The third annual Southwest Terror Fest—a homegrown heavy music festival born out of a drunken conversation several years ago by three friends—promises to be the most exciting installment yet. SWTF 2014 boasts a streamlined roster, a venue shift from The Rock to The Rialto (with after-parties at The District Tavern) and more stylistic unity than in years past, not to mention fans reportedly descending on Downtown Tucson from beyond national borders. The Weekly spoke with co-founders Dave Carroll and Larry Horvath recently about the past and present of the festival. (Also intrinsic to the organization and execution is David Rodgers, whose band Godhunter was on a northwest tour and will be performing on the second of four nights of the Fest.)
"Terror Fest got started back in the day when me and Larry used to curate the stage at Vaudeville of heavy music during Club Crawl," Carroll recalls. "One year, we had Godhunter play and we were talking with David about starting our own Fest, because we didn't get any love from the Tucson Weekly or whoever was behind Club Crawl because we were outside of the gates and the barricade."
Horvath adds, "We had this idea; let's do our own metal thing. We were kind of joking and having this drunken conversation. ... Dave and David got it rolling from there for the first year and I was called in to do some stage management."
While Carroll acknowledges that "mistakes were made and we learned from them" about the Fest's first two years and assures that "mistakes will be made this year, and we'll learn from them, too," he's very optimistic regarding the outcome of this year's model.
"I'm excited about the venue change," he says. "There's no harsh words to be said about the Rock. But without Ari Aho and Kent Van Stellie, there would not be a Terror Fest. They were very good to us the two years we were there. But it was, like, we were the chicks in the nest, and we needed to find our own wings and fly out from there and the Rialto has been really able to find those wings to a degree. The Rock was awesome, but moving it to Downtown Tucson—which was my vision in the beginning—just makes it awesome for everyone involved."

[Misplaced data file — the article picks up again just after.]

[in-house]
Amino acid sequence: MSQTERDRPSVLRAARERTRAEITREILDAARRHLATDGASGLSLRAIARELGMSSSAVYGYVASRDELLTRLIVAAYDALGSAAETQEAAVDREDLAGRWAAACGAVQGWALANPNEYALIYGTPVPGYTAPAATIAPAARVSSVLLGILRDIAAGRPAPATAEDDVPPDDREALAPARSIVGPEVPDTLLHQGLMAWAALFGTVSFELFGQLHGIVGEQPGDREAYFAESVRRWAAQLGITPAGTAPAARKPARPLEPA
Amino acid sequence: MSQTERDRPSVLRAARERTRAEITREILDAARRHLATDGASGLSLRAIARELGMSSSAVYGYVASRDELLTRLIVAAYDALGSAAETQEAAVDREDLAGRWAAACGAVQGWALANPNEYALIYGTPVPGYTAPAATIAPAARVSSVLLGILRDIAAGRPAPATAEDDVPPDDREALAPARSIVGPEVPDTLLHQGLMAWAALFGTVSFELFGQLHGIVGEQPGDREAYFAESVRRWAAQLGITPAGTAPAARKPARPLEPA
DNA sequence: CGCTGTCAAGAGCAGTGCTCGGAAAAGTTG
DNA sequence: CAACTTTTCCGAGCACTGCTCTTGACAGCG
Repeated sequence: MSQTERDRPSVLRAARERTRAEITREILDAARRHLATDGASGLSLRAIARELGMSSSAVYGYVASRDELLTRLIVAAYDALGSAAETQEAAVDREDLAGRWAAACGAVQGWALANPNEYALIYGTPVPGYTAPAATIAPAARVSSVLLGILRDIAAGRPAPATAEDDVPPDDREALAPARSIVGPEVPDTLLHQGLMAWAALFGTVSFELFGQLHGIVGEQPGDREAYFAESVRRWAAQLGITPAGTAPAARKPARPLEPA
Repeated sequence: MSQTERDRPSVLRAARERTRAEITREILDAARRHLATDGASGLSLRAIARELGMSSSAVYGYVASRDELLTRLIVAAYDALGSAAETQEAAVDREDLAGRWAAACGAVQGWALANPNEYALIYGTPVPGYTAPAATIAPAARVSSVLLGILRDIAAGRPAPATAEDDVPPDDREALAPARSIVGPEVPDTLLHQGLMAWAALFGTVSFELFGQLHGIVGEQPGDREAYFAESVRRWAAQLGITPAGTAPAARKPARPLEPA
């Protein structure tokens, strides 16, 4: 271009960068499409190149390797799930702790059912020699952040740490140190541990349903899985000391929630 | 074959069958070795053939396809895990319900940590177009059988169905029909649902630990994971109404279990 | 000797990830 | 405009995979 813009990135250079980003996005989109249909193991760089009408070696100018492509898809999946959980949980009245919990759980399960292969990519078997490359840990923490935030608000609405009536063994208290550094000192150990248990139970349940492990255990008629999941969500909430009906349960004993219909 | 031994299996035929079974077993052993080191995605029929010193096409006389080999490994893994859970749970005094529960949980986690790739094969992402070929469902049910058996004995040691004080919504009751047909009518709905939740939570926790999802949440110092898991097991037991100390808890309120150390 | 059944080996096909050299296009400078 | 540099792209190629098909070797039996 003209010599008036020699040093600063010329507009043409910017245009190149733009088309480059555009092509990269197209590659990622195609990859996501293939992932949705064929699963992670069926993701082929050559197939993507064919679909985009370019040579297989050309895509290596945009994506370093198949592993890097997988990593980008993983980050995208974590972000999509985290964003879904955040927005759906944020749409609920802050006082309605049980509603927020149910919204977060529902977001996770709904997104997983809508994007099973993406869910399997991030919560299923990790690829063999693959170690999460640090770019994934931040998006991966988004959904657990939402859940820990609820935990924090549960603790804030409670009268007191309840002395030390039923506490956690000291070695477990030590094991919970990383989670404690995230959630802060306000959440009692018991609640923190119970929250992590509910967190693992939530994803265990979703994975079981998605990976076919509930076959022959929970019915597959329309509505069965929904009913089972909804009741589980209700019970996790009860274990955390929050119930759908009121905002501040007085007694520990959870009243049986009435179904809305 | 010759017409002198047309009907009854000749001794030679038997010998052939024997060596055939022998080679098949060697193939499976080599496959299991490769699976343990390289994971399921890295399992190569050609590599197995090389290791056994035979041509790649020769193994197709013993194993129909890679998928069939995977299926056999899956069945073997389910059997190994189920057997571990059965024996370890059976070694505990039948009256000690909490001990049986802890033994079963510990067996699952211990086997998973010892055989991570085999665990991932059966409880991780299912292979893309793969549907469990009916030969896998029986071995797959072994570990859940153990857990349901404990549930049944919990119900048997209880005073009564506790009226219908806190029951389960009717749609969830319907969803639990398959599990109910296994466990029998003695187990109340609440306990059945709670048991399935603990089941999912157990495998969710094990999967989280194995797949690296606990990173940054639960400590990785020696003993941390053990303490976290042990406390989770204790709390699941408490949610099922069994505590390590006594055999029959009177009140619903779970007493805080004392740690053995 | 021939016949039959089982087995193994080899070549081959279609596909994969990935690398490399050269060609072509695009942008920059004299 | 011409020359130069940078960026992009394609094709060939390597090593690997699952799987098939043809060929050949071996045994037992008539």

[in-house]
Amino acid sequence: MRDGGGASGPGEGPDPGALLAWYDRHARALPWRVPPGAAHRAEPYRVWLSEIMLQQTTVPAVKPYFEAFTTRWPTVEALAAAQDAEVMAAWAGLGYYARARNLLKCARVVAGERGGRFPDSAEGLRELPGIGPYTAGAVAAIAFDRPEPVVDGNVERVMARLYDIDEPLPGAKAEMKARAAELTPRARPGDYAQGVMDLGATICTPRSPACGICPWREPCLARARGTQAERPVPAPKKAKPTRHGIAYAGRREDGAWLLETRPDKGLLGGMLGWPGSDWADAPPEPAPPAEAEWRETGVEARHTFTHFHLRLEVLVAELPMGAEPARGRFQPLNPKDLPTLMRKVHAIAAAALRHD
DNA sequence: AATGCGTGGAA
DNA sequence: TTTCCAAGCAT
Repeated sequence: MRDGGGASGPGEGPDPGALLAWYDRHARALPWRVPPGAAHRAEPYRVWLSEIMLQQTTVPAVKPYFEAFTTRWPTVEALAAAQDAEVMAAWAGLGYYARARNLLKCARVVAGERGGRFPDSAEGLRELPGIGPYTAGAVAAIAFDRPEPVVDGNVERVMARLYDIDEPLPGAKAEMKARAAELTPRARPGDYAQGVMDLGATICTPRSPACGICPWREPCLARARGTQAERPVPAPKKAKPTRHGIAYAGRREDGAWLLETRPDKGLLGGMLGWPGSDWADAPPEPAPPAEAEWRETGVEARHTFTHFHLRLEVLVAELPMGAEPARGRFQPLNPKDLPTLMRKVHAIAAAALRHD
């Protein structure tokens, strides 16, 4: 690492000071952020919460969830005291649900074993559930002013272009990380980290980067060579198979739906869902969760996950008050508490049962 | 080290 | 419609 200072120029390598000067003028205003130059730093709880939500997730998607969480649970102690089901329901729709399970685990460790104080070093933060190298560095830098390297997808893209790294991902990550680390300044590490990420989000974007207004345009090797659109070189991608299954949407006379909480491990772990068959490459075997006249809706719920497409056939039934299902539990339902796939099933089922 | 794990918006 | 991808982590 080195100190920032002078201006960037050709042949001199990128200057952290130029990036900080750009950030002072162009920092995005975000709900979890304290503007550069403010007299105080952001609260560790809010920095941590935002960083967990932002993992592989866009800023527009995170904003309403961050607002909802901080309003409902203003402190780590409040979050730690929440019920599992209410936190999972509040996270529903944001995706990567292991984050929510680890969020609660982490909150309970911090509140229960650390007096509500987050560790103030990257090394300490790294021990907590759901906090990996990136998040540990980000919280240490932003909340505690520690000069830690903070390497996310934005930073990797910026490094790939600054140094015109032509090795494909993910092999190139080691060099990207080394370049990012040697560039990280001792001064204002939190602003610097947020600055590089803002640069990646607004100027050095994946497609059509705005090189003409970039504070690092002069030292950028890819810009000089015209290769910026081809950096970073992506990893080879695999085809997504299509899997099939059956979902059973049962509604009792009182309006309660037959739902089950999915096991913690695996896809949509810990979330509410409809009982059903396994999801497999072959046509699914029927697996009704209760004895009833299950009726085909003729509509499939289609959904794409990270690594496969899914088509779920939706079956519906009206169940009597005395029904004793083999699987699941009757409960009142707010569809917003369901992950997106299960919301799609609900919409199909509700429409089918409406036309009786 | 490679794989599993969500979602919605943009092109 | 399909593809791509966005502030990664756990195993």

"To grow into a legitimate festival, we needed to be in a location with more amenities—closer hotels, closer restaurants and lots of different things to do besides the festival," Horvath explains.
The acts at SWTF 2014 are predominantly of the doom—or sludge-metal variety—a slow, droning and rhythmic variant of the sound pioneered by Black Sabbath, and found in this year's flagship band, Neurosis.
The process of putting so many bands in one place simultaneously begins with Carroll, Horvath and Rodgers.
"Basically every year before we start booking anything," Carroll says. "Me, David and Larry come up with a wishlist of who we'd like to see play—this is a fest for fans by fans—so we send out emails and whatever kind of replies we get that look optimistic—that's where we start working from. Once we get that solidified, we try to build around that. With sponsors, we try to keep it local. We do everything we can do in Tucson. Other than maybe one or two, all of the (sponsors) are all in the neighborhood, downtown and Fourth Avenue. And we're not afraid to dip into our own fuckin' pockets if we have to. It's an expensive hobby.
"The first year we did 33 bands and 63 bands last year. This year we're down to maybe to 32 bands. The first year it was, like, a who's-who of the ultra-underground, heavy music scene. This year, it's the upper tier of that. If you consider that we have Neurosis playing here in Arizona for the first time since 1999, a lot of cats are gonna flip their shit over that."
Both are adamant about SWTF not being about its creators, but about the music and community, or as Horvath outs it, "the amount of attention we've gotten this year from hard-copy and online magazines is incredible, and it gets us pumped and we hope that it pumps everyone else up, especially local. We're not looking to make a ton of money or glorify ourselves. This is just what we do and what we love."